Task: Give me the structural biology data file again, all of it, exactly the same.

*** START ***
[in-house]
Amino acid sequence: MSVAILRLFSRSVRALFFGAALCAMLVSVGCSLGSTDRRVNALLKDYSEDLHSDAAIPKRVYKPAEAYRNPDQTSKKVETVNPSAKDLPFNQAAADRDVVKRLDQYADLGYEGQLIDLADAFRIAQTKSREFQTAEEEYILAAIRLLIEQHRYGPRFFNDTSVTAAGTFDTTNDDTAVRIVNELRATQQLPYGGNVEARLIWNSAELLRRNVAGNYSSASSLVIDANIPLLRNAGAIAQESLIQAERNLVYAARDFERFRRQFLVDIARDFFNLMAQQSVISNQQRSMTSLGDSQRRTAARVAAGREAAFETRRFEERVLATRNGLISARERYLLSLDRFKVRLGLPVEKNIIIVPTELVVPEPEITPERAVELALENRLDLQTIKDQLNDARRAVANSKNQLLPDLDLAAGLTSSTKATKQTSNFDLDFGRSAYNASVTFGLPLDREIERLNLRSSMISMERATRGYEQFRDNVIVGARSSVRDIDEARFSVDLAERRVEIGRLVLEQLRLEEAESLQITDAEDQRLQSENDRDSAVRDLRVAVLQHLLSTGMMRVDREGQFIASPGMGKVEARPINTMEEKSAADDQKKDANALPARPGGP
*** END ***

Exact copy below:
[in-house]
Amino acid sequence: MSVAILRLFSRSVRALFFGAALCAMLVSVGCSLGSTDRRVNALLKDYSEDLHSDAAIPKRVYKPAEAYRNPDQTSKKVETVNPSAKDLPFNQAAADRDVVKRLDQYADLGYEGQLIDLADAFRIAQTKSREFQTAEEEYILAAIRLLIEQHRYGPRFFNDTSVTAAGTFDTTNDDTAVRIVNELRATQQLPYGGNVEARLIWNSAELLRRNVAGNYSSASSLVIDANIPLLRNAGAIAQESLIQAERNLVYAARDFERFRRQFLVDIARDFFNLMAQQSVISNQQRSMTSLGDSQRRTAARVAAGREAAFETRRFEERVLATRNGLISARERYLLSLDRFKVRLGLPVEKNIIIVPTELVVPEPEITPERAVELALENRLDLQTIKDQLNDARRAVANSKNQLLPDLDLAAGLTSSTKATKQTSNFDLDFGRSAYNASVTFGLPLDREIERLNLRSSMISMERATRGYEQFRDNVIVGARSSVRDIDEARFSVDLAERRVEIGRLVLEQLRLEEAESLQITDAEDQRLQSENDRDSAVRDLRVAVLQHLLSTGMMRVDREGQFIASPGMGKVEARPINTMEEKSAADDQKKDANALPARPGGP